Welcome to this week's Threat Level Thursday, where we find the Chinese snooping again, the Pentagon beefing up against more Snowdens, wesee how much Home Depot's credit card breach might end up costing, and why Google says not to worry about Gmail being hacked.

Spying on U.S. Airlines

Chinese hackers have once again made headlines in the United States after being caught stealing over four million health records last month. This time around, however, the victims are U.S. airlines.

According to a U.S. Senate panel, Chinese hackers affiliated with the government (as seems to be the case) have been peeking into data from U.S. airlines and any other firms involved with U.S. troop and military equipment movements.

"These peacetime intrusions into the networks of key defense contractors are more evidence of China's aggressive actions in cyberspace," said Democratic Senator Carl Levin of Michigan, chairman of the Senate Committee on Armed Services. 

The yearlong investigation also found that there were key communication gaps that prevented contractors from properly sharing information with each other, allowing the hackers to exploit the lack of cooperation.

Pentagon vs. Snowdens

As much as most of the world thanks leaker Edward Snowden, the U.S. government definitely doesn't. According to a Politico report, the Pentagon will be introducing several new measures to prevent leaks of classified government data. Certified contractors with sensitive information will be required to subject themselves to federal scrutiny and hold annual training programs on insider threats.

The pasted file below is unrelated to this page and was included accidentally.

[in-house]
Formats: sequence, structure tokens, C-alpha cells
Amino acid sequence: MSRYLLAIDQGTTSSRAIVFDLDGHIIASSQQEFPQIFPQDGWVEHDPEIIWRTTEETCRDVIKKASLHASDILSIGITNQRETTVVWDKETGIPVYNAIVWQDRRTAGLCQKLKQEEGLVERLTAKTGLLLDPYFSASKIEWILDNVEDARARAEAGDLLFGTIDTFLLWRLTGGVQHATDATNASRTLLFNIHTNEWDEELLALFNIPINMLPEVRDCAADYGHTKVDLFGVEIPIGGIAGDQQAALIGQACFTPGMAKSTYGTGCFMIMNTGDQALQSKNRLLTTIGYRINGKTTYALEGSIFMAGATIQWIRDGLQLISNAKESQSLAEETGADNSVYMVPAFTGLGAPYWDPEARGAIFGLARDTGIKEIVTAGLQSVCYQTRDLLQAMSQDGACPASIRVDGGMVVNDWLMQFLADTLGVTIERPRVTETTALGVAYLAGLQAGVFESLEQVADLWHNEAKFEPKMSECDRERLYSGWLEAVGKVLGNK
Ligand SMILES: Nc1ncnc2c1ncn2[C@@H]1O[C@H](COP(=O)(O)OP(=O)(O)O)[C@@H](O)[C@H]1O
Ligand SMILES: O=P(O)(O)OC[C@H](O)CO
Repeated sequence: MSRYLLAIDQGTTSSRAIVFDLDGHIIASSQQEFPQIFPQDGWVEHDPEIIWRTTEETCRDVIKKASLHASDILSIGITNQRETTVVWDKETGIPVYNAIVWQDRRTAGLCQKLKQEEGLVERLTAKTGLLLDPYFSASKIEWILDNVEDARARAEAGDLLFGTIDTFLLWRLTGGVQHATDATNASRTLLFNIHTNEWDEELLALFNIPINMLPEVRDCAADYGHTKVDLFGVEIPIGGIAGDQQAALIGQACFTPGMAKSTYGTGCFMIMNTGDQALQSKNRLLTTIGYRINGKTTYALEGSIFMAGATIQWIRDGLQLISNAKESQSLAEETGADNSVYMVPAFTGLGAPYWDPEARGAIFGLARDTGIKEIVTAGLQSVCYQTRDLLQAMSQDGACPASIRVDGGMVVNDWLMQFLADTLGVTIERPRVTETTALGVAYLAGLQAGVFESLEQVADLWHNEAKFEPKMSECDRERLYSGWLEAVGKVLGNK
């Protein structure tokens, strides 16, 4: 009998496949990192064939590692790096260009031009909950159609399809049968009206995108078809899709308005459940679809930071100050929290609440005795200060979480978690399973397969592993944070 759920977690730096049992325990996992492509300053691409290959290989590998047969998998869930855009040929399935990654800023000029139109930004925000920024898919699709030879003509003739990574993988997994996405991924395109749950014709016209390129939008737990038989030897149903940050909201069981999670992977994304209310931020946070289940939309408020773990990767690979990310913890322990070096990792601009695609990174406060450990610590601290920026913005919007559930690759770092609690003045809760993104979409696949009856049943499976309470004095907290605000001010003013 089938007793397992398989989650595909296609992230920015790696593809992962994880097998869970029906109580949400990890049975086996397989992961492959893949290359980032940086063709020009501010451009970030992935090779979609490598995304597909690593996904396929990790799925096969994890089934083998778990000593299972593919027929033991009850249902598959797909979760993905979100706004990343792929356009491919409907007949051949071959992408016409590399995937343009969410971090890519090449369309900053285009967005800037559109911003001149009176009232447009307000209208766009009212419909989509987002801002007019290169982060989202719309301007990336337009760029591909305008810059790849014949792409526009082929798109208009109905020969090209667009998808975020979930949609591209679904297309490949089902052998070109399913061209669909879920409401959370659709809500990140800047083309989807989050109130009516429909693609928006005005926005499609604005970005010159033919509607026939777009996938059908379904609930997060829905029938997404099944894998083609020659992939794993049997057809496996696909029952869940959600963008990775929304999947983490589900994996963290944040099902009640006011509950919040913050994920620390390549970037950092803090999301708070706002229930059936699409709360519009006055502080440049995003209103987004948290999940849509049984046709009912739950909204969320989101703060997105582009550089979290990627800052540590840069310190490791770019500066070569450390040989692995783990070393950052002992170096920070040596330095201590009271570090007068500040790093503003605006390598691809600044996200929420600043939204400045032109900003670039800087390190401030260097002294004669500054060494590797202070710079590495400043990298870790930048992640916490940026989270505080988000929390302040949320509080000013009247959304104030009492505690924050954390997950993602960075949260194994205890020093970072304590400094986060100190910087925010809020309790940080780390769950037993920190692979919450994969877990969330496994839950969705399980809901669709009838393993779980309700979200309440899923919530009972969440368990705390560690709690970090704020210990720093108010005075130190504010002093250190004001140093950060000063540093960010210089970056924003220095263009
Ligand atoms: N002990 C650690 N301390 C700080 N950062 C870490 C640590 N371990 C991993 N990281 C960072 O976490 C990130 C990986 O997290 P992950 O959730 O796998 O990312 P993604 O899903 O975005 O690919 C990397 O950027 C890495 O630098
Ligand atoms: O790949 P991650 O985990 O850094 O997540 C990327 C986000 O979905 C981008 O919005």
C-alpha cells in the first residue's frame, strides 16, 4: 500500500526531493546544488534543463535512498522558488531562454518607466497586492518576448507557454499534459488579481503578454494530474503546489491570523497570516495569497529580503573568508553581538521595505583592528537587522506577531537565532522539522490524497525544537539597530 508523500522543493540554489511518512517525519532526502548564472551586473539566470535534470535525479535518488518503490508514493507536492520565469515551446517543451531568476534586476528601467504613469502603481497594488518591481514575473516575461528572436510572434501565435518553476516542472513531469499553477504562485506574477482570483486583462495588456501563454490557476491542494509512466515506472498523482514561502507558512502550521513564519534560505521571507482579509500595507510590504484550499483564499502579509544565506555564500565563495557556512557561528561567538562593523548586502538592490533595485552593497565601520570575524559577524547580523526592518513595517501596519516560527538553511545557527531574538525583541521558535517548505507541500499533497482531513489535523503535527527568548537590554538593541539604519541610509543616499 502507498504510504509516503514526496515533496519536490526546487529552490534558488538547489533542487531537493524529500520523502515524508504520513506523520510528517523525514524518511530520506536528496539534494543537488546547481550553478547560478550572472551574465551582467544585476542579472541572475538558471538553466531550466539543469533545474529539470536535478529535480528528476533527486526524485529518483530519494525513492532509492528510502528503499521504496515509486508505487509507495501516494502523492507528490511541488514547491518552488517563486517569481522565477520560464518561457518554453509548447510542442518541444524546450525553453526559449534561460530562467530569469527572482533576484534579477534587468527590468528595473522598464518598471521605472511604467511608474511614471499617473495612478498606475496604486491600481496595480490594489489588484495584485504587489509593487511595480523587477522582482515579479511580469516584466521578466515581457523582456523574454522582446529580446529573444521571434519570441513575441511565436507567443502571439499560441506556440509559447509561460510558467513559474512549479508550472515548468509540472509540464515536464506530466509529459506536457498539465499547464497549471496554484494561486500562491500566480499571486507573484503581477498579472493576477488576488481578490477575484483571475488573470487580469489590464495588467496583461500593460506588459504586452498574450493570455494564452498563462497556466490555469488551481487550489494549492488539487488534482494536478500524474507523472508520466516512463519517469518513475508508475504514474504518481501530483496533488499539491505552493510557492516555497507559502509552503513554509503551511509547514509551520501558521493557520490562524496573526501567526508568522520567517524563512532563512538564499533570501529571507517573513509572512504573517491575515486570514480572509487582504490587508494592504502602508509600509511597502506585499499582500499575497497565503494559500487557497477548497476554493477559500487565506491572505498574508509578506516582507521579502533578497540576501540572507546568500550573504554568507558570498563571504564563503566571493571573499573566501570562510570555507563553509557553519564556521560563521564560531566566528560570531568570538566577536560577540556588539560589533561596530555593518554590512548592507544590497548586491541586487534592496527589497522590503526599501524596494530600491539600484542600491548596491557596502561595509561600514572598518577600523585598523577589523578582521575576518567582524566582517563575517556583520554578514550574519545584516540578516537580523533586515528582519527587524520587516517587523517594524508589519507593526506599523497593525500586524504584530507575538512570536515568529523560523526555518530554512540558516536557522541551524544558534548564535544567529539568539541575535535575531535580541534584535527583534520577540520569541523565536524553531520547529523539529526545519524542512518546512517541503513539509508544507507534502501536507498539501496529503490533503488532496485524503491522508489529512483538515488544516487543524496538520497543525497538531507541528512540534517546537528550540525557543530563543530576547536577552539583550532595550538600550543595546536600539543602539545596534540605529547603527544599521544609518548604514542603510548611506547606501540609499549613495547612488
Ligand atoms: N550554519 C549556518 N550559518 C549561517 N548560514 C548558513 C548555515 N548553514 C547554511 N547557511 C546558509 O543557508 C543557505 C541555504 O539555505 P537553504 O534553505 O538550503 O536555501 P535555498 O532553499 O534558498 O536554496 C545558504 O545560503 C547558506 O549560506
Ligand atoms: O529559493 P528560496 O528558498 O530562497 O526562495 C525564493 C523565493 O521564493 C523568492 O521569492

"Information about employees' browsing on those networks will be combined with data analysis tools to spot suspicious behavior such as a Middle East analyst rooting around in intelligence documents related to China or Russia or an employee accessing documents at unusual hours," reads the Politico report.

Home Depot Breach Could End Up Costing Billions in Fake Charges

Home Depot recently revealed that it could be the victim of the largest credit card heist in history. An estimated 40 million credit cards may have been siphoned out of Home Depot's networks, and a new estimate by credit protection firm BillGuard puts the fake charge damages at a whopping $3 billion. Billguard also says that the average fraudulent charge on a stolen credit card amounts to $332. 

Google's Anti-Hijacking Software Wins

Rest easy folks. Earlier reports seemed to indicate that nearly five million Gmail usernames and passwords were leaked onto a Russian Bitcoin forum, but lucky for those who use the world's most popular email service, it looks like most of them are gibberish. Google responded to the security breach fears in a blog post last week stating that only 2 percent of the username and password combinations might have worked and most efforts  were blocked by the service's internal anti-hijacking system. As usual, Google recommends changing passwords and making sure they are secure if you're still unsure of whether your Gmail account has been a victim.

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